July 30 (Reuters) - U.S. energy firms cut the number of oil and natural gas rigs operating for the first time in eight weeks, even though the rig count rose for 12 straight months, amid an industry stampede to reward investors with share buybacks instead of boosting production.
The U.S. oil and gas rig count, an early indicator of future output, fell by three to 488 in the week to July 30, according to data on Friday from energy services firm Baker Hughes Co . RIG-OL-USA-BHIRIG-OL-USA-BHIRIG-GS-USA-BHI
Despite this week’s decline, the total rig count was up 237, or 94%, over this time last year. It has also doubled from a record low of 244 in August 2020, according to Baker Hughes data going back to 1940.
U.S. oil rigs fell two to 385 this week, while gas rigs fell one to 103.
For the month, the total count rose 18, putting it up for a 12th month in a row for the first time since July 2017, while the oil rig count increased by 13, gaining for 11 consecutive months.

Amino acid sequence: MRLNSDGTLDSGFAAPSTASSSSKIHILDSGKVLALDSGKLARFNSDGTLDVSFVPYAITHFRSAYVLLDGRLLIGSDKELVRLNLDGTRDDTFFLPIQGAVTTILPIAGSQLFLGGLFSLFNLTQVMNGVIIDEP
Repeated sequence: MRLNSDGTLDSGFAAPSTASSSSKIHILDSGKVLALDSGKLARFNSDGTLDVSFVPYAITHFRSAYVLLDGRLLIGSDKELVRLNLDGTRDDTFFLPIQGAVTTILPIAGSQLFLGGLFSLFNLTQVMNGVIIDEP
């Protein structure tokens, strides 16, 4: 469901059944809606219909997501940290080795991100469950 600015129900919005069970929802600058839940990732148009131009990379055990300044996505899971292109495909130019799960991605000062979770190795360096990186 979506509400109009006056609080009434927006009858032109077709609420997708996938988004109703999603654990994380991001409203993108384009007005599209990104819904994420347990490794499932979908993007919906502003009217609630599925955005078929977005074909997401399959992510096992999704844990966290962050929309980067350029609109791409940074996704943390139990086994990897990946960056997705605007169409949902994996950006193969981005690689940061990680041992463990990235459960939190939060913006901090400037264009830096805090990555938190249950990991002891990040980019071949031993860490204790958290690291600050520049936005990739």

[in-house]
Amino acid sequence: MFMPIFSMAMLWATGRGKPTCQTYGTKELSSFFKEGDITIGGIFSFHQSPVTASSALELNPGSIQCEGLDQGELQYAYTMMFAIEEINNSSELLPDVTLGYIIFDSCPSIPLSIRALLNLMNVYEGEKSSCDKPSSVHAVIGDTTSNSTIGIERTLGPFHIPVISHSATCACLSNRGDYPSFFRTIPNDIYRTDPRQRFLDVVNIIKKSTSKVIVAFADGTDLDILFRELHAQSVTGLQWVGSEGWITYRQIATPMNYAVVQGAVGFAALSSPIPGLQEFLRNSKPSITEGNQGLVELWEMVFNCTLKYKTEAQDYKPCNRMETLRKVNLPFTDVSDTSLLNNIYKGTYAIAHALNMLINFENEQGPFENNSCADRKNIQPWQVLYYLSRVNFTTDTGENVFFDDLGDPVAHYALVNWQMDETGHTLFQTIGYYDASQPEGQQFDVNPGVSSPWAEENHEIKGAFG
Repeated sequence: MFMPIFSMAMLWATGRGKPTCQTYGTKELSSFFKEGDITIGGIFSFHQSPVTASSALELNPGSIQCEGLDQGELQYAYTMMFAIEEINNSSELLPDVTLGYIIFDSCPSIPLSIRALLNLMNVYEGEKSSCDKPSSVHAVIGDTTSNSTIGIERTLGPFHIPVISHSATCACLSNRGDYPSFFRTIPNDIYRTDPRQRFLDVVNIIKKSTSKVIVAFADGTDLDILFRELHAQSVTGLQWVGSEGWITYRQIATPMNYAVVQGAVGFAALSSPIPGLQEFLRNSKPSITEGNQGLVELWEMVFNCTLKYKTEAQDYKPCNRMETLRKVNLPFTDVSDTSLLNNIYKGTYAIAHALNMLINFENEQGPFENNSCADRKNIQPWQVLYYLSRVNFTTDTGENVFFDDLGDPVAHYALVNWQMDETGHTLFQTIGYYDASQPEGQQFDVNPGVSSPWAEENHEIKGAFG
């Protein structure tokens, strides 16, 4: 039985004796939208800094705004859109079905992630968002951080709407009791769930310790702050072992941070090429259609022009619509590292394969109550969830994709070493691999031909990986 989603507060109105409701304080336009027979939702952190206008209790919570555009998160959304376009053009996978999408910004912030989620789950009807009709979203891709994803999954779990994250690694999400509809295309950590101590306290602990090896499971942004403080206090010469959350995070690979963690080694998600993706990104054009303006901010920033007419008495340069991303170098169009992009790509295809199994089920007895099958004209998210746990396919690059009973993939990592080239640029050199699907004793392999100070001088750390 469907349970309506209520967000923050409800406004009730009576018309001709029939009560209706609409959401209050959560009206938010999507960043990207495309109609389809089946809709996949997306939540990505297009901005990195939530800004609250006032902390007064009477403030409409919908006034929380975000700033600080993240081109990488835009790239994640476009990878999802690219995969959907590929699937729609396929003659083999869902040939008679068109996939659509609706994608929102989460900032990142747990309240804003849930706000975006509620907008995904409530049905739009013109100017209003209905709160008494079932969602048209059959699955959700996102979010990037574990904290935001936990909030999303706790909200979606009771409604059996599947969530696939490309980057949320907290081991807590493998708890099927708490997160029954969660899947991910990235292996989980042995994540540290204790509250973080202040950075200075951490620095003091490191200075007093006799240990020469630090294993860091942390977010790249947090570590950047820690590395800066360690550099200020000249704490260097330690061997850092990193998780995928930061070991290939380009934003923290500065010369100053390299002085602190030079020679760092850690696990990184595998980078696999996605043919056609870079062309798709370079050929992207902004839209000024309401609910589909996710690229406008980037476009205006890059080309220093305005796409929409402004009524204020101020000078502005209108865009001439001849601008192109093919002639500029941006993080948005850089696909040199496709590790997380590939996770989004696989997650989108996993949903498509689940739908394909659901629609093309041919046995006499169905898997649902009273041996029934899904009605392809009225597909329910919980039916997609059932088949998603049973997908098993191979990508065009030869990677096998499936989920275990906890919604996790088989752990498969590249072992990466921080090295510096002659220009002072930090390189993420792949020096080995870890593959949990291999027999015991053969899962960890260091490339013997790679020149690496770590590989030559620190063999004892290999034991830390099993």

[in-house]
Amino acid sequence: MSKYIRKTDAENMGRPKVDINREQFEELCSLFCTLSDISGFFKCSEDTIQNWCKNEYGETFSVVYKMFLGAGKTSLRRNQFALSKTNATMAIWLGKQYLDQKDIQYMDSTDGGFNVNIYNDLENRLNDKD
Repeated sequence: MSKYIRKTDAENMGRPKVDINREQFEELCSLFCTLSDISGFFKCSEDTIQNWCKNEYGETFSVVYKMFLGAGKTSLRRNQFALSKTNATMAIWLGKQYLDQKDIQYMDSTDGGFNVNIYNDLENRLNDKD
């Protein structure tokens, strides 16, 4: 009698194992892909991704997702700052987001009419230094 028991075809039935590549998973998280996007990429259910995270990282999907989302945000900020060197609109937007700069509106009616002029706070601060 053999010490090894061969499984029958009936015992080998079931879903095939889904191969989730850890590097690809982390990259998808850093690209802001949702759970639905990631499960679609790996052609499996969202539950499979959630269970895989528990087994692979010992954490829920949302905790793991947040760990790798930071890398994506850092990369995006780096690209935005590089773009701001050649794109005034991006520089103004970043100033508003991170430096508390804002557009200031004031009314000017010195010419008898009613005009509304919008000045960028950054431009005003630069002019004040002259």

U.S. crude futures were trading around $74 a barrel with demand growing faster than supply. Earlier this month, oil prices rose to $76.98, their highest intraday trade since November 2014.
Prices have jumped over 50% this year but in a departure from previous boom cycles, shale producers releasing results this week have hunkered down to their previously stated plans for spending and production to provide greater investor returns by way of buybacks or dividends.
Top U.S. oil producer Exxon Mobil said its 2021 capital spending is expected to be at the lower end of its prior range but aims for more spending on key projects, including in the biggest U.S. shale basin in the Permian, in the second half of this year.
Chevron Corp said it cut its annual capital spending forecast to below last year’s. The second-largest U.S. producer said it expects output from the Permian to be almost same as last year’s, but will add drilling rigs in the second half of 2021.
U.S. oil output could take more than four years to reach pre-pandemic levels, oil producer Hess Corp said on Wednesday, sticking to its spending plan despite rising demand to focus on shareholders returns. (Reporting by Scott DiSavino Editing by Marguerita Choy)
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